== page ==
You’d be surprised how many people decide they want to get into skate culture but don’t have a clue about all of the ins and outs of longboarding. Some people seem to think it’s as simple as buying a board and flying down a hill, or doing tricks on a vert ramp (ha! Clearly they need some clarification about what exactly they are looking for). I’m going to try to break it down really simply here for anyone who thinks they want a longboard but isn’t entirely sure what that really means. For a little more information, check out our buyers guide.
The first thing you need to know is that if you decided to start researching because you aspire to be the next Bob Burnquist, you’re probably not looking for a longboard. Usually, people don’t buy longboards for riding like you see in the X Games. Longboards are a type of skateboard that is used for push racing, downhill racing, cruising, or transport. They’re usually made of wood with big wheels to make for a smoother ride when moving quickly.
Who Does It?
Longboarding is popular with skateboarders and surfers alike. The feeling of riding a longboard is like a mix between a surfing and a skateboarding. The typically taller and angled longboard trucks (essentially the axels between wheels) offer a wider turning radius than on a standard street or vert skateboard. The greater turning radius combined with the smooth glide offered by big soft wheels create a ride comparable to surfing on water. This similarity is no coincidence as skateboarding first became popular amongst surfers who, when the surf wasn’t choice, would “sidewalk surf” instead. Snowboarders can also find similar riding capabilities in a longboard’s ability to carve big turns or charge steep hills. Though board sports in general are typically male-dominated, longboarding is continually catering to and gaining popularity with girls.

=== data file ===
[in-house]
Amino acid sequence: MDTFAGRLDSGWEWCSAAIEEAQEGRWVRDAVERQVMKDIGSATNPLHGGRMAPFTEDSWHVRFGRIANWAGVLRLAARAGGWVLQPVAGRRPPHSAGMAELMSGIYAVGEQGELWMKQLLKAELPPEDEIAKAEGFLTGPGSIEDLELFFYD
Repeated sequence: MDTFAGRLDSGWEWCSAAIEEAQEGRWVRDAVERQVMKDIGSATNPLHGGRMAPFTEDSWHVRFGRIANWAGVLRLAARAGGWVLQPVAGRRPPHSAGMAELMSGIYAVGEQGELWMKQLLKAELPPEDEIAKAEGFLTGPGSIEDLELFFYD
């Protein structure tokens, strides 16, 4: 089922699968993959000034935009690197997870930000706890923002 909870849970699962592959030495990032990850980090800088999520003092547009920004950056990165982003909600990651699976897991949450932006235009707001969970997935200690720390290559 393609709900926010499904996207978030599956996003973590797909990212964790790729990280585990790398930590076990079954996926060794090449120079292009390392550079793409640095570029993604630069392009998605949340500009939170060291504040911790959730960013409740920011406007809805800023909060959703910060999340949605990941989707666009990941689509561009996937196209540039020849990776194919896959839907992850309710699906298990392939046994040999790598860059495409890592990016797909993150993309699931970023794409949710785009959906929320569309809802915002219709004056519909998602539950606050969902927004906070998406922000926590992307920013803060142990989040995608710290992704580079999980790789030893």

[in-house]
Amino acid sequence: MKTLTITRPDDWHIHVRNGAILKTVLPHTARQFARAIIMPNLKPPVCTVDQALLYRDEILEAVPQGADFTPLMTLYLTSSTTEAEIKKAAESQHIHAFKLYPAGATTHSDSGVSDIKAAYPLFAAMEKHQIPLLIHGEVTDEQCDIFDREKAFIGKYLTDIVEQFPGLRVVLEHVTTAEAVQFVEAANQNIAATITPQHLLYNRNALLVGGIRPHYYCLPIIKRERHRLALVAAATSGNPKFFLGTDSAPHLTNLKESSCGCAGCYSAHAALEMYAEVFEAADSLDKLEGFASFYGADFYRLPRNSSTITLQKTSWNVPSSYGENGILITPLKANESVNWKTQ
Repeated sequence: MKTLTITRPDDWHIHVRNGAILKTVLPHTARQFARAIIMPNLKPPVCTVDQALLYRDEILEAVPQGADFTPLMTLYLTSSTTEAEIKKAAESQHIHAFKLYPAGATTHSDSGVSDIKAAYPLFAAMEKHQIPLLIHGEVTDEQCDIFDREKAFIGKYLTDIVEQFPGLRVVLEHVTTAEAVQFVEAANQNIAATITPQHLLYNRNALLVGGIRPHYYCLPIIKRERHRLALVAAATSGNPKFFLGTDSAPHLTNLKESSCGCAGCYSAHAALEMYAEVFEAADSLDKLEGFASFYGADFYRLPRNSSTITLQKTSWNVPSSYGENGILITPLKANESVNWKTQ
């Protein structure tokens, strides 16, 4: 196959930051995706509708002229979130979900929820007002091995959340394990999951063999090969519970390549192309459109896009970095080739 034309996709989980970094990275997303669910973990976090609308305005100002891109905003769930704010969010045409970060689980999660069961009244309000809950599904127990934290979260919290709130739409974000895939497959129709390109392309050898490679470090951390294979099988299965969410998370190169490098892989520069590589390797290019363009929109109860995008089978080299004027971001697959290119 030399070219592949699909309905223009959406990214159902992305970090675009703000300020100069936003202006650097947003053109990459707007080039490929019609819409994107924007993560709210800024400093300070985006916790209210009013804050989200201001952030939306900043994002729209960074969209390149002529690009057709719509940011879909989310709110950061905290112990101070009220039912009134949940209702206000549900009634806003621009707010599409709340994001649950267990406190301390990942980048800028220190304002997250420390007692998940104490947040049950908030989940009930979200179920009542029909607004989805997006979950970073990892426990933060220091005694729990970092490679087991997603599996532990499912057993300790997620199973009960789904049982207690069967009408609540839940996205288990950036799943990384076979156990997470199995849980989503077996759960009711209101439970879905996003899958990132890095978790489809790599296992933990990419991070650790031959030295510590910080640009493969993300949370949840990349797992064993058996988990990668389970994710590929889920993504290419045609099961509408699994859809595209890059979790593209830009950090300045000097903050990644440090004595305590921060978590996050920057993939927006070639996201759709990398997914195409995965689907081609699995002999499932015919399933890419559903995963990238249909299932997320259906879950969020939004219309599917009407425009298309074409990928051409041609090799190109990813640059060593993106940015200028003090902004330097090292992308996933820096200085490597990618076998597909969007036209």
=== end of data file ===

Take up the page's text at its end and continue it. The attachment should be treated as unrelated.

I Want One. Now What?
Slow down, dude. Not all longboards are created equal. If you’re just getting started, you can probably get away with choosing a basic setup, but even then, you still have options. What are you going to use it for? Figure that out first. If you want it so you can shred downhill at speed, you’re probably going to want a shorter board (along with a helmet, some pads, and optional slide gloves). If you want to cruise from place to place, you can pretty much have your pick of shapes and sizes. Mid-length boards are going to be more versatile than a short 27″ board or a long 49″ board will be. One of the most important aspects is comfort. Figure out what feels good to you. They come in a huge range of shapes and sizes:
Drop-Through – These have a cutout in the deck so that the trucks’ baseplates can be mounted through the deck. Good for stability when going at high speeds.
Pintail – These feel more surfboard-like than other options and usually have a wider diameter and looser trucks. The shape keeps wheel bite from happening but still gives you lots of foot space.
Cruiser – The cruiser shape is a common deck shape. They’re kinda like a normal skateboard since they have a kick-tail on the back, but they have larger wheels, higher trucks, and more flexible bushings than standard skateboards do, making it easier to maneuver and turn.
Hybrid – If you’re still want to be able to kick-turn and ollie on your longboard, you’re going to want something shorter with a kick tail.
Camber – These are slightly bent in the middle and are bouncier and able to make harder turns.
There you go: A short-and-to-the-point guide to longboards if you weren’t sure what you were getting into. Think it could be your new thing? Need some more information? Read on: